"Terrorism is on the minds of Americans, and as we go into the fifth anniversary of the Sept. 11 attacks, it's appropriate and necessary that the nation continue to hear about the state of the war and the nature of our enemy."
So says a senior administration official as he describes George W. Bush's hope to bolster support for the war in Iraq with a series of speeches timed to coincide with next month's 9/11 anniversary.
As the Wall Street Journal notes, there's been something of an evolution in the president's rhetorical approach to the war. While earlier rounds of speeches tended to focus on claims of progress in Iraq, Bush will speak more this time about the "high stakes and changing nature of the battle." That's an inevitable result of the facts on the ground, both there and here. There isn't a lot of good news to report from Iraq these days -- a roadside bomb killed at least 24 people in Baghdad today -- and Americans aren't buying happy talk about the war anymore: Sixty-two percent of the public says that things are going badly for the United States in Iraq.
But there's a second sort of rhetorical evolution going on here, too. The public no longer sees the war in Iraq as part of the war on terror, let alone as its "central front," and even the president has now conceded that Iraq had "nothing" to do with 9/11. That won't stop the White House from wrapping the war in memories of 9/11 -- see the words at the top of this post, or Donald Rumsfeld's speech yesterday, or Dick Cheney's speech the day before that -- but it does seem that the approach is changing a bit: The war isn't right just because we're striking back against the enemy who attacked us (even if we're not); the war is right because it's being brought to you by the man you liked so much in the days after those attacks occurred.
They're painting pictures now of scenes they want you to remember. Listen to Rumsfeld yesterday at the American Legion convention: Bush "remains the same man who stood atop the rubble of lower Manhattan, with a bullhorn, vowing to fight back." Check out Cheney yesterday in Nebraska: "To stand here at Offutt Air Force Base is to be reminded of how the world changed on that terrible morning. This is where President Bush came to direct the initial response to the attacks, and to conduct an emergency national security meeting by secure video."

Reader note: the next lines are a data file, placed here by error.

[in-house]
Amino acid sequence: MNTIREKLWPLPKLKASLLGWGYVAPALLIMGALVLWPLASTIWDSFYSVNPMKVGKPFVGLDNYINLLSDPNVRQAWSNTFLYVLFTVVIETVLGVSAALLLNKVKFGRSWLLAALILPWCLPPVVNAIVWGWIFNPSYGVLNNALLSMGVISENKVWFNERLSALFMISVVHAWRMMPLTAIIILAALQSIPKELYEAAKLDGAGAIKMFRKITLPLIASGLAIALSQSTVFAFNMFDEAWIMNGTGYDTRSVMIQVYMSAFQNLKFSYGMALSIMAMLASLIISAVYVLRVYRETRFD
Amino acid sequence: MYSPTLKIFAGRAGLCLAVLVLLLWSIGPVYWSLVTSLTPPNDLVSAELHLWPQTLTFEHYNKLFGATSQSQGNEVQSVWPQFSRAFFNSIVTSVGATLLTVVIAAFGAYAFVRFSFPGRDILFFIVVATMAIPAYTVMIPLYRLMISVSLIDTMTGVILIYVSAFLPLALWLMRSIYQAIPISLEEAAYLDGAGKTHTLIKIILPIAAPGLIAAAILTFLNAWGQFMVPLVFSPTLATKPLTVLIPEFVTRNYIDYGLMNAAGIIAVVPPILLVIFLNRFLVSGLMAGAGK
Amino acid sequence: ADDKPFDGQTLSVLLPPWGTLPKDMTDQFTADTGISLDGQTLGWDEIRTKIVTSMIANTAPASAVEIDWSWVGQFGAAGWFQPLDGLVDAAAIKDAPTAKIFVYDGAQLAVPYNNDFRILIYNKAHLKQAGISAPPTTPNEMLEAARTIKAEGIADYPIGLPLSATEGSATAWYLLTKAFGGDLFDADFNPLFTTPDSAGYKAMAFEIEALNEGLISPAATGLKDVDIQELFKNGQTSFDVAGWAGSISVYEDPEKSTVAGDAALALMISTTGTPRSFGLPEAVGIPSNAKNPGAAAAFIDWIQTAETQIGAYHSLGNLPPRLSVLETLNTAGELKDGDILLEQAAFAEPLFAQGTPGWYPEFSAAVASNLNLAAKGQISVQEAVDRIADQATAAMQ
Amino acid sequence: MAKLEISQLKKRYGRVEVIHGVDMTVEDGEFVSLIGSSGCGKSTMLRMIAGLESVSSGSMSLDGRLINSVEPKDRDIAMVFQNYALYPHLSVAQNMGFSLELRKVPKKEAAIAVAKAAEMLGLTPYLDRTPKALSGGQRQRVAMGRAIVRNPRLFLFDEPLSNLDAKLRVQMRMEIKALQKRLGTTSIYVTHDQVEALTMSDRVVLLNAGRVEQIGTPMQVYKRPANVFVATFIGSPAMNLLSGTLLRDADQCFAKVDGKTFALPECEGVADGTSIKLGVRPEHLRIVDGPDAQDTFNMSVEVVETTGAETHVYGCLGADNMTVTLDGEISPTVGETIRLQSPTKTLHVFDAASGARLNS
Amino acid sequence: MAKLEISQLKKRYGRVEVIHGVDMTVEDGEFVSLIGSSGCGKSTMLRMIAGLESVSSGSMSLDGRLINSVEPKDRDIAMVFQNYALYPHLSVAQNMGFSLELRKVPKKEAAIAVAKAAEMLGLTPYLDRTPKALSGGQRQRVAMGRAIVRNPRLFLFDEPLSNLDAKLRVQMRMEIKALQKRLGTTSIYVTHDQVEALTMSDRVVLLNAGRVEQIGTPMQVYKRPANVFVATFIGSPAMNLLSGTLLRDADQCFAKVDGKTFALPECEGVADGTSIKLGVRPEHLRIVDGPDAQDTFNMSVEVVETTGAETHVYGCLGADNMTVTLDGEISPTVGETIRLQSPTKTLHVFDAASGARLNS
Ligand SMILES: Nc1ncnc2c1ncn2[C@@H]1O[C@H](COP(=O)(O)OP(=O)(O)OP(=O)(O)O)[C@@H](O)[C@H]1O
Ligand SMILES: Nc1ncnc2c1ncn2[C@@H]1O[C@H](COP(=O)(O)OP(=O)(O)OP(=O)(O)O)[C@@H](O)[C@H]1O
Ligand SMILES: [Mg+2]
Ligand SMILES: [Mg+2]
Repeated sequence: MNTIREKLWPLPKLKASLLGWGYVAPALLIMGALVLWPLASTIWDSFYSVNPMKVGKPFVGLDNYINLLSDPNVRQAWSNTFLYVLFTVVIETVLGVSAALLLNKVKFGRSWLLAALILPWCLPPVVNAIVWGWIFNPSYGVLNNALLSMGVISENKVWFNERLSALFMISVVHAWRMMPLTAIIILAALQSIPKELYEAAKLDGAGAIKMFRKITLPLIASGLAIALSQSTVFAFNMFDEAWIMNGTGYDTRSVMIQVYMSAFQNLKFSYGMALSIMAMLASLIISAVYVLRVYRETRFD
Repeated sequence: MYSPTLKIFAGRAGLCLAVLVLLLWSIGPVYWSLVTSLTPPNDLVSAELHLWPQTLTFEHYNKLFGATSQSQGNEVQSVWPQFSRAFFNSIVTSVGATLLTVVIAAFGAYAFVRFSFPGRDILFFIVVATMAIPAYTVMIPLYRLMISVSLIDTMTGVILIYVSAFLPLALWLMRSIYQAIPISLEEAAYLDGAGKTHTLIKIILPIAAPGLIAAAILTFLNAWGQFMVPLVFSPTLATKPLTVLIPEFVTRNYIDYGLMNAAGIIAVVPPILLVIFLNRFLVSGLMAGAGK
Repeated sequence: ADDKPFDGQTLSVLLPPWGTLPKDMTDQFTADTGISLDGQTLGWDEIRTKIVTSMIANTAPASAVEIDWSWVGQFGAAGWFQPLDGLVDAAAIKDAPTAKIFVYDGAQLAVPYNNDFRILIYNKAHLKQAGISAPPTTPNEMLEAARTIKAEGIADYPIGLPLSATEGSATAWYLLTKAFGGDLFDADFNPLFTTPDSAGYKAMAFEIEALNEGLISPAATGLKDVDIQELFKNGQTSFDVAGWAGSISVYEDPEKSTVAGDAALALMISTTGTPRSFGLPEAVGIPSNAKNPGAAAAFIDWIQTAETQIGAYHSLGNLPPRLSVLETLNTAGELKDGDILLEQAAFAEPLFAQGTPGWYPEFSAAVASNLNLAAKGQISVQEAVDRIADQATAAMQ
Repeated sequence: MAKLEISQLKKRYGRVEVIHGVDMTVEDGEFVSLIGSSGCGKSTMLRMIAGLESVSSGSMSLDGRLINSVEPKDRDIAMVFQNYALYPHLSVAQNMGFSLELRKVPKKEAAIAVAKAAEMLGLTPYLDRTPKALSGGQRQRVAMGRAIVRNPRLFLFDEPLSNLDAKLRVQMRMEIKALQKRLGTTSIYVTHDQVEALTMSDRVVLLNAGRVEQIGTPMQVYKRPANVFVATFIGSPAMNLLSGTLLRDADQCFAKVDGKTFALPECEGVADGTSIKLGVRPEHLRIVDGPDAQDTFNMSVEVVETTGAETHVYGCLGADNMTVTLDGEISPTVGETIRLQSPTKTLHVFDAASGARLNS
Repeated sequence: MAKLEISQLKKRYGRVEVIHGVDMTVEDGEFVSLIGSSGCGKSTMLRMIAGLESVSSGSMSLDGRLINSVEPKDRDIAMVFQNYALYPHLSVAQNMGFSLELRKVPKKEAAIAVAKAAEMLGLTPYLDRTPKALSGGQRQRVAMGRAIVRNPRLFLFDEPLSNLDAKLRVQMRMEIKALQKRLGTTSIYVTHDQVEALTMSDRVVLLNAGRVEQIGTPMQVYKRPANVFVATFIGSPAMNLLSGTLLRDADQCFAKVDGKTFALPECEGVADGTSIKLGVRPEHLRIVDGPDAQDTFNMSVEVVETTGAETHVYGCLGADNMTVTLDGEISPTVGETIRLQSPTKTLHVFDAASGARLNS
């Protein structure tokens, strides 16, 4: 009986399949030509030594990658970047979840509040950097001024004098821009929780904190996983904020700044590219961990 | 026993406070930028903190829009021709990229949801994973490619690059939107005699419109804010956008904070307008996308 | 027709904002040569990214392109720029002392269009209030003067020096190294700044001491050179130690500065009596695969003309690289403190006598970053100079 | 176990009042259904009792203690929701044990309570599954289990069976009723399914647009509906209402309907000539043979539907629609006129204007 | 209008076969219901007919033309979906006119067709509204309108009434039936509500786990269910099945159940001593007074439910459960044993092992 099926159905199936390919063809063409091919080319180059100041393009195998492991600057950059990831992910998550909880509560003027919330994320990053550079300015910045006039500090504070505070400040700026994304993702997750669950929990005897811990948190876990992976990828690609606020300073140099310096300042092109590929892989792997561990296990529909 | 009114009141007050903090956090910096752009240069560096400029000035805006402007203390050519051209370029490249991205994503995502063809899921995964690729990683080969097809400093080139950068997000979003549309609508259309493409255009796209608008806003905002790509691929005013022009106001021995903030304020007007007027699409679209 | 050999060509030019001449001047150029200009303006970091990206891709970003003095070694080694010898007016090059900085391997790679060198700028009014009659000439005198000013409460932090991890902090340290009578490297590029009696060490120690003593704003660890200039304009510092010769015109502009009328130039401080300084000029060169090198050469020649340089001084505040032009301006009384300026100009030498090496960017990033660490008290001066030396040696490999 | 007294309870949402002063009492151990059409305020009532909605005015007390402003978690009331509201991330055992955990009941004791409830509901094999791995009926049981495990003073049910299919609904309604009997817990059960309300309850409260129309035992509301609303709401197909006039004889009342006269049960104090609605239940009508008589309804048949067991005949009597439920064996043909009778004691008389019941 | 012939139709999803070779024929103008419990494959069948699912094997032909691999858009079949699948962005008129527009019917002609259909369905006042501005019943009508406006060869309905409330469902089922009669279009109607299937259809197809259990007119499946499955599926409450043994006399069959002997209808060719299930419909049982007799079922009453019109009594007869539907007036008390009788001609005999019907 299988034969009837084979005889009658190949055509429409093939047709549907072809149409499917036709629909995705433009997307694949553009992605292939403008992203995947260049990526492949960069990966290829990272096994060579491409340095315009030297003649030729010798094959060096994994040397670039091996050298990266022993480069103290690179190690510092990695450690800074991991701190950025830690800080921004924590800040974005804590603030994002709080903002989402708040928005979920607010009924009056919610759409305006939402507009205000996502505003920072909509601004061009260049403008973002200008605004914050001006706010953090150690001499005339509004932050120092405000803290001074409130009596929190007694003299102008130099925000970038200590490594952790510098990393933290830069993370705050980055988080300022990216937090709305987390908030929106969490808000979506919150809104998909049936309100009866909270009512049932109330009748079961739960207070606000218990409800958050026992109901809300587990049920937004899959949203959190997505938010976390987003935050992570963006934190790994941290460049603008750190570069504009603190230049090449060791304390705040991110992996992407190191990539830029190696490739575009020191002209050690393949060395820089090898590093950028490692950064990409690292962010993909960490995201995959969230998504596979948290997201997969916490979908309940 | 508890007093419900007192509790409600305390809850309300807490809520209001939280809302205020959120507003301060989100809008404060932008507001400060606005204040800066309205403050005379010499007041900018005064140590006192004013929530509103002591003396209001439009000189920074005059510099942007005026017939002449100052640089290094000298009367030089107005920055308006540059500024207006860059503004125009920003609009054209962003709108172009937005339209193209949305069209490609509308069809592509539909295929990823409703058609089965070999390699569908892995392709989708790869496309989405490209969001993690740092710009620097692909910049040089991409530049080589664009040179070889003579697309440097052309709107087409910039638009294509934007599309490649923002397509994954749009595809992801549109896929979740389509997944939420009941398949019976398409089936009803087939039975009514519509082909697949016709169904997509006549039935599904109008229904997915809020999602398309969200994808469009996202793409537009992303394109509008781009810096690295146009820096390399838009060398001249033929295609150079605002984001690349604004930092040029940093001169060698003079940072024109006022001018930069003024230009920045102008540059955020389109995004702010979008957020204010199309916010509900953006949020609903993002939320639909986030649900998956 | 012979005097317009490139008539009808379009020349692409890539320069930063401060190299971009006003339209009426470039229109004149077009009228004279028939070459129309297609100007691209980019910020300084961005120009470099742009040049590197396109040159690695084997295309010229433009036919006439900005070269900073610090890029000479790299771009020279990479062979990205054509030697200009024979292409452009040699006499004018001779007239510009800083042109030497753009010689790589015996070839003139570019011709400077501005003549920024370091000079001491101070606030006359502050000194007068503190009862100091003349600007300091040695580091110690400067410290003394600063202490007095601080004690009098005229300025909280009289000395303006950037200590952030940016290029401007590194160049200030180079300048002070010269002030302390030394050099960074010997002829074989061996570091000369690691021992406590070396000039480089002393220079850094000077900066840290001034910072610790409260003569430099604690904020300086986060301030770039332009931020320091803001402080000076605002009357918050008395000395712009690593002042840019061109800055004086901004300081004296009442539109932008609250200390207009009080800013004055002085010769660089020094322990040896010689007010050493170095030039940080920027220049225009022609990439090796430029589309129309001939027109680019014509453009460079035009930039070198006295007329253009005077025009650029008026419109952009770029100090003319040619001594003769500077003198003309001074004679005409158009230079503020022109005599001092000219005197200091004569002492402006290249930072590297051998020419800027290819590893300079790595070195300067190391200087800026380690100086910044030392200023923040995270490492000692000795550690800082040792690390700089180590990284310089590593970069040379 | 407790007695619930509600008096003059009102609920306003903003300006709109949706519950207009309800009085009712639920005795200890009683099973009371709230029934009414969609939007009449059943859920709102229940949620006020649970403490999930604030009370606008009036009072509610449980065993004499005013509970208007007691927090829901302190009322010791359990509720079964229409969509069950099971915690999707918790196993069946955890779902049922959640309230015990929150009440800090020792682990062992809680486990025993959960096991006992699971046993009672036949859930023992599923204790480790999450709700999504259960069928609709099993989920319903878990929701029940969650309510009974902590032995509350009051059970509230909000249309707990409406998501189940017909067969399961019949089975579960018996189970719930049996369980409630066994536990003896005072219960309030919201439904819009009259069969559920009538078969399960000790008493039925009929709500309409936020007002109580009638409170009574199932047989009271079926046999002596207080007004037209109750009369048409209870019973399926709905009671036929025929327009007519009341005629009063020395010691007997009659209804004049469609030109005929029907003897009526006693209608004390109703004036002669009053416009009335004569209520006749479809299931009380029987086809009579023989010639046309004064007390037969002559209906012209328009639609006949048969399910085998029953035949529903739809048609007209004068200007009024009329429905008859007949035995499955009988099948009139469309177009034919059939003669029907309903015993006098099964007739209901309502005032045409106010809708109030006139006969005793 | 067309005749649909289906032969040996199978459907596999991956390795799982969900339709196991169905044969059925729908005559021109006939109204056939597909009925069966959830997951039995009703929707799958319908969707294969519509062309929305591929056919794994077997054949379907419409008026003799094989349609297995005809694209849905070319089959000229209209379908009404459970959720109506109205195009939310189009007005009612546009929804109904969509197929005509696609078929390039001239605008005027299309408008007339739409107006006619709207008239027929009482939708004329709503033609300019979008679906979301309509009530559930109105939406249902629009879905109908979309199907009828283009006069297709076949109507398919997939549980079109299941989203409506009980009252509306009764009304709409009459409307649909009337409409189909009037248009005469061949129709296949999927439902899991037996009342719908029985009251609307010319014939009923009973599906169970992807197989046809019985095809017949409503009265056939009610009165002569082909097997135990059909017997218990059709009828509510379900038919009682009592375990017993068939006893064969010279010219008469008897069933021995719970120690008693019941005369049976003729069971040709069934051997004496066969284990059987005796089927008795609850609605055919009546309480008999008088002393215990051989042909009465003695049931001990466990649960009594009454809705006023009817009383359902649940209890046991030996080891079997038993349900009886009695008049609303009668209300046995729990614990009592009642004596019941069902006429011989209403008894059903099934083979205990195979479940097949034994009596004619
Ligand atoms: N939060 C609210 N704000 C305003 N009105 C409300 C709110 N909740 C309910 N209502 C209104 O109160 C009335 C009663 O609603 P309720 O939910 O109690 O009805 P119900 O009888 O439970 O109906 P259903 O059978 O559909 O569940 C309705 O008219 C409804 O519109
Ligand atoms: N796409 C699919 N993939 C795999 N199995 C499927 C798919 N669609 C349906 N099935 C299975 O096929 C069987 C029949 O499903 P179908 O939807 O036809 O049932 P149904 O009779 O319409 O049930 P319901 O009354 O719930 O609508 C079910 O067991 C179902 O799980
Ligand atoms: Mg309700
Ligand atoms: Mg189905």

Yes, and this is where President Bush went fishing after being warned that Osama bin Laden was determined to strike America, and this is where President Bush continued reading with schoolchildren for five minutes after he was told that America was under attack, and this is where President Bush sat as he flew aimlessly around the country on what he would come to call an "interesting day."
OK, so we're not really expecting the president to mark 9/11 with a commemorative reading of "The Pet Goat." But amid all of the media discussion comparing the beloved and decisive 9/11 Bush with the reviled and detached Katrina Bush, hasn't anyone noticed that the same guy was on duty both times?
Yeah, Bush looked better with the bullhorn and the rubble than he did in the bizarre blue light of Jackson Square, but it took him a while to get to either place. And once he was there? The results, practically and politically speaking, have been pretty much the same. Afghanistan and Iraq are in chaos, and bin Laden is still on the loose. New Orleans is a mess, and the president seemed to acknowledge this week that the "quick" recovery he promised could take a decade to complete -- if it ever happens at all.
Bush may have peaked in popularity after 9/11, and Katrina may have added to his steady slide in the polls. But in the midst of these dual anniversaries, more Americans approve of Bush's handling of the hurricane than they do of his handling of Iraq, his signature response to the attacks of 9/11. A majority of Americans disapprove of both.
Maybe America is full of "appeasers" and "self-defeating" pessimists, as Rumsfeld and Cheney have been arguing this week. But we'd like to think that it's going to take more than marginalizing the majority for the Republicans to hold onto control of the House and Senate this fall. That's why the White House and the Republican National Committee hope that as you head to the polls in November, you'll forget about the president who led his country into a phony and failed war and fiddled while a great American city drowned. They want you to remember the president you saw just after the United States was attacked and just before he actually did anything about it. There was glory in that moment, and the GOP wants it back.